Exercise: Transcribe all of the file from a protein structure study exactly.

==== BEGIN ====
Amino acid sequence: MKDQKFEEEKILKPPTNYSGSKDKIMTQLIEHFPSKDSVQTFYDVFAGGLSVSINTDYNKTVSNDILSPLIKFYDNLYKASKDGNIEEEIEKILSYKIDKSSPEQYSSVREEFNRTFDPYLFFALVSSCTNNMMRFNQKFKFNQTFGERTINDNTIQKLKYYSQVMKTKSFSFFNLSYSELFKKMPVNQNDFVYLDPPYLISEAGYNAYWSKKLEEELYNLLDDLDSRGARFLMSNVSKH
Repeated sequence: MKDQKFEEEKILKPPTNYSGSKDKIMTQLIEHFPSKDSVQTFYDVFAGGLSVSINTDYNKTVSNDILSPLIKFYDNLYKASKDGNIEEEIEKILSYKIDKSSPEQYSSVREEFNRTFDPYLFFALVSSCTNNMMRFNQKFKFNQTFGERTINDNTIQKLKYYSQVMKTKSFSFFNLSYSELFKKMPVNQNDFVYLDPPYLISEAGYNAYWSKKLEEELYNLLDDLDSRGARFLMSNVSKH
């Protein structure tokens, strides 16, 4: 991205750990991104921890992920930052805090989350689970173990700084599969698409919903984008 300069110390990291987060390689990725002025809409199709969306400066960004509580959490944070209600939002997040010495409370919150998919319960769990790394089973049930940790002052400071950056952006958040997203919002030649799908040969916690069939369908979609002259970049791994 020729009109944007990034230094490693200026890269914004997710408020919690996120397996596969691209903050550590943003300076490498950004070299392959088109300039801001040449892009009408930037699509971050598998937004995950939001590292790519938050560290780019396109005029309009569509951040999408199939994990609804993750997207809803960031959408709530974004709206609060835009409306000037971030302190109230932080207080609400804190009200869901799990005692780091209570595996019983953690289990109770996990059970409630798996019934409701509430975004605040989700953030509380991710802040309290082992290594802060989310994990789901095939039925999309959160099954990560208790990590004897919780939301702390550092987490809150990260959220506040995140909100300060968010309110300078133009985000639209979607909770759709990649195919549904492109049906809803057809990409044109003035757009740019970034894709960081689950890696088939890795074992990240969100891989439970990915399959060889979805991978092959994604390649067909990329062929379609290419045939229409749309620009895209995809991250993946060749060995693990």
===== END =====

Amino acid sequence: MKDQKFEEEKILKPPTNYSGSKDKIMTQLIEHFPSKDSVQTFYDVFAGGLSVSINTDYNKTVSNDILSPLIKFYDNLYKASKDGNIEEEIEKILSYKIDKSSPEQYSSVREEFNRTFDPYLFFALVSSCTNNMMRFNQKFKFNQTFGERTINDNTIQKLKYYSQVMKTKSFSFFNLSYSELFKKMPVNQNDFVYLDPPYLISEAGYNAYWSKKLEEELYNLLDDLDSRGARFLMSNVSKH
Repeated sequence: MKDQKFEEEKILKPPTNYSGSKDKIMTQLIEHFPSKDSVQTFYDVFAGGLSVSINTDYNKTVSNDILSPLIKFYDNLYKASKDGNIEEEIEKILSYKIDKSSPEQYSSVREEFNRTFDPYLFFALVSSCTNNMMRFNQKFKFNQTFGERTINDNTIQKLKYYSQVMKTKSFSFFNLSYSELFKKMPVNQNDFVYLDPPYLISEAGYNAYWSKKLEEELYNLLDDLDSRGARFLMSNVSKH
């Protein structure tokens, strides 16, 4: 991205750990991104921890992920930052805090989350689970173990700084599969698409919903984008 300069110390990291987060390689990725002025809409199709969306400066960004509580959490944070209600939002997040010495409370919150998919319960769990790394089973049930940790002052400071950056952006958040997203919002030649799908040969916690069939369908979609002259970049791994 020729009109944007990034230094490693200026890269914004997710408020919690996120397996596969691209903050550590943003300076490498950004070299392959088109300039801001040449892009009408930037699509971050598998937004995950939001590292790519938050560290780019396109005029309009569509951040999408199939994990609804993750997207809803960031959408709530974004709206609060835009409306000037971030302190109230932080207080609400804190009200869901799990005692780091209570595996019983953690289990109770996990059970409630798996019934409701509430975004605040989700953030509380991710802040309290082992290594802060989310994990789901095939039925999309959160099954990560208790990590004897919780939301702390550092987490809150990260959220506040995140909100300060968010309110300078133009985000639209979607909770759709990649195919549904492109049906809803057809990409044109003035757009740019970034894709960081689950890696088939890795074992990240969100891989439970990915399959060889979805991978092959994604390649067909990329062929379609290419045939229409749309620009895209995809991250993946060749060995693990």